As the longest pleasure pier in the world, situated in two Sites of Special Scientific Interest and a listed structure, Southend Pier holds particular historical and cultural importance within the realms of marine architecture and the town of Southend, but a devastating fire in 2005 left a substantial area of the structure destroyed and unsafe. Destroying the old pier head, the fire took with it the southern train station, emporium and bar.
The architectural practice of Saville Jones were appointed by Southend Borough Council in 2007 to lead a design team in the sensitive restoration of the pier structure and deck, and to design a new train station to replace the one which was lost in the fire. Commencing on site in September 2008, the project was completed in July 2009 and officially opened in September 2009.
The design team spent a lot of time in considering the various options for the restoration of the pier including a number of on site difficulties, access to the site being the prime concern.
Comprising of a series of canopy structures and an office building, the new southern station drew its inspiration from the patterns and rhythms of waves rolling onto the beach. Beginning with the station building, the angles in the roof structure, windows and seams in the zinc cladding are continued by a series of canopies which shelter waiting passengers. The uniform appearance and construction of the canopies helps to continue this rhythm and also allows each structure to be economically produced yet easily dismantled if more ambitious developments are envisaged for the future.
A traditional zinc roof incorporating photovoltaic cells tops each of the canopies, taking full advantage of the exposed southerly aspect to generate electricity for the Pier’s use. A public display monitor on the station building also allows visitors to track the energy being generated, along with the amount of CO2 being saved.
As the station is open for long hours throughout the year, it was also necessary to light the area and the specification of carefully selected fittings allows the underneath of the canopies to be highlighted whilst minimising light pollution. Blue LED lighting runs around the perimeter of the platform, safely and efficiently highlighting the deck edge for passengers waiting at the station or alighting from arriving trains.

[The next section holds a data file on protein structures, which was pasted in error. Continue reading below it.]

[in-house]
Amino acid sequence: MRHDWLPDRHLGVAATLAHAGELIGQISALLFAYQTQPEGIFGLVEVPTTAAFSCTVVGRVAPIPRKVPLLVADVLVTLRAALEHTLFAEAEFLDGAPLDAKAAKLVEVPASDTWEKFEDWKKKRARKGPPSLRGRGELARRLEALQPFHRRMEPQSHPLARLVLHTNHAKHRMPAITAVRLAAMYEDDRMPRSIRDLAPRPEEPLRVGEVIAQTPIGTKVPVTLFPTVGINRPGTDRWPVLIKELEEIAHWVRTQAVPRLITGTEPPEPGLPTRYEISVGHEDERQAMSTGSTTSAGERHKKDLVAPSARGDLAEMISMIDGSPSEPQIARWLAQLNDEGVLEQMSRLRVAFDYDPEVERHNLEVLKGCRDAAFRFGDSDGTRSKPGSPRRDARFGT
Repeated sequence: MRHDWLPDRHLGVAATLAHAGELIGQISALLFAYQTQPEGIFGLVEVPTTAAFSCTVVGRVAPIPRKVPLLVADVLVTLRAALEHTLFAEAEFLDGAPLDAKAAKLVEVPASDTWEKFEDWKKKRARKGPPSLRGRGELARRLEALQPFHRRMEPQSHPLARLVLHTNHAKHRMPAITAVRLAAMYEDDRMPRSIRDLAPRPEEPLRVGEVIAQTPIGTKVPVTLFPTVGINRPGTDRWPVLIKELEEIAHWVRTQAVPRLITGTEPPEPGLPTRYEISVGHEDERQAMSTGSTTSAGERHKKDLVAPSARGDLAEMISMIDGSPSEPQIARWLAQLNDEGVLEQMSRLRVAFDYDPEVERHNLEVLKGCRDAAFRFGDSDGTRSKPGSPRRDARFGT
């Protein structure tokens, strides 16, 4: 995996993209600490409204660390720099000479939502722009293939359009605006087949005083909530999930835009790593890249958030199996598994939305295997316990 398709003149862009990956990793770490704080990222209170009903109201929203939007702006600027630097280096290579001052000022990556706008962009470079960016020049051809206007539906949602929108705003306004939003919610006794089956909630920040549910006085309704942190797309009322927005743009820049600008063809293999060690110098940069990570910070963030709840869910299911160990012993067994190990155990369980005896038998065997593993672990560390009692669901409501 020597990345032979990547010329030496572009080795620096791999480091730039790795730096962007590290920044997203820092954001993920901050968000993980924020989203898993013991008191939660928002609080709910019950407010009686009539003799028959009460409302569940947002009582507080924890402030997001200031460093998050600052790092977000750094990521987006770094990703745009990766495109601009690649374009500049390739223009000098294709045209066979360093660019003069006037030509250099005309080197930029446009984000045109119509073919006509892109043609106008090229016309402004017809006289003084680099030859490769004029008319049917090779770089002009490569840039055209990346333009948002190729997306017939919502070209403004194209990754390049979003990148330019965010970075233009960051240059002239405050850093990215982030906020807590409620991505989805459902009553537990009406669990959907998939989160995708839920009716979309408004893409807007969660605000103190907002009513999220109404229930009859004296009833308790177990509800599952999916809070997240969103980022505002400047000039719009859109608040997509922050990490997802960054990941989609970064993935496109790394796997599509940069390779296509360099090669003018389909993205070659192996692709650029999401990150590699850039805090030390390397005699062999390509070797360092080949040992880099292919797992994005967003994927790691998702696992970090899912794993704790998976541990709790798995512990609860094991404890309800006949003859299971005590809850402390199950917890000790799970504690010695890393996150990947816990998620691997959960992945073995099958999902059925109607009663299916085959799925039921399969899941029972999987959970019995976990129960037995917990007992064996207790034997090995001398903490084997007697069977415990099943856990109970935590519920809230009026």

Timber for both the structure and the deck to the new station was sourced from managed forests in accordance with the Governments Procurement Policy, ‘CPET’ and was preassembled in ‘pallets’ in the Netherlands by adults with learning difficulties. This method speeded up the work on site and enabled the noise generated by the construction processes to be minimised in keeping with the requirements of Natural England.
Due to the new station and restoration being over a mile out to sea, specialist design and working methods had to be employed to ensure the project could endure the continued harsh, exposed sea environment.
All of the steelwork above the pier deck is hot dipped galvanized and the steelwork for the canopies is galvanized and then painted to provide a subtle change of colour from one end to the other. This combination of galvanizing and paint was selected to provide protection in such an exposed location. Galvanized bolts and hangers were also used for the timber structures below the deck.
As a popular and highly valued attraction, it was necessary to keep the Pier open to both visitors and to the Lifeboat station staff, who are permanently based on the end of the pier, thus works were phased and managed to minimise any potential disruption wherever possible.
The restoration and new station allows the far reaches of the pier to be easily accessible for all visitors once more, ensuring that this internationally important structure remains a valued and popular aspect of the Southend on Sea landscape.
Images © Haydn Jones